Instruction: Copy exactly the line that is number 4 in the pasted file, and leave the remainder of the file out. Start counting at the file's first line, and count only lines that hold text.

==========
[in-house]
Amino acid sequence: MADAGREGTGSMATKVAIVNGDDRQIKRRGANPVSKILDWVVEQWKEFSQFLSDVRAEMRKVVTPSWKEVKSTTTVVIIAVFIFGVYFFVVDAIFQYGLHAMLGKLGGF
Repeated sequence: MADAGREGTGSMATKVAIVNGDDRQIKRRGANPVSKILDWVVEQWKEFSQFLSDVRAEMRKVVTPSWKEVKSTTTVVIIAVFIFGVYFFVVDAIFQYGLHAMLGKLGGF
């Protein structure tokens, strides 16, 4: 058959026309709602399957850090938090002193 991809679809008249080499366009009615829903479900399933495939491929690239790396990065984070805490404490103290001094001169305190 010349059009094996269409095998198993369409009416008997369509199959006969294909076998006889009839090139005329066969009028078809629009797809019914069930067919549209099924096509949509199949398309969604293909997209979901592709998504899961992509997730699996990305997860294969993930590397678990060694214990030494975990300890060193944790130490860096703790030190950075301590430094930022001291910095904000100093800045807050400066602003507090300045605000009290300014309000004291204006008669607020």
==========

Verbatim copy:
């Protein structure tokens, strides 16, 4: 058959026309709602399957850090938090002193 991809679809008249080499366009009615829903479900399933495939491929690239790396990065984070805490404490103290001094001169305190 010349059009094996269409095998198993369409009416008997369509199959006969294909076998006889009839090139005329066969009028078809629009797809019914069930067919549209099924096509949509199949398309969604293909997209979901592709998504899961992509997730699996990305997860294969993930590397678990060694214990030494975990300890060193944790130490860096703790030190950075301590430094930022001291910095904000100093800045807050400066602003507090300045605000009290300014309000004291204006008669607020």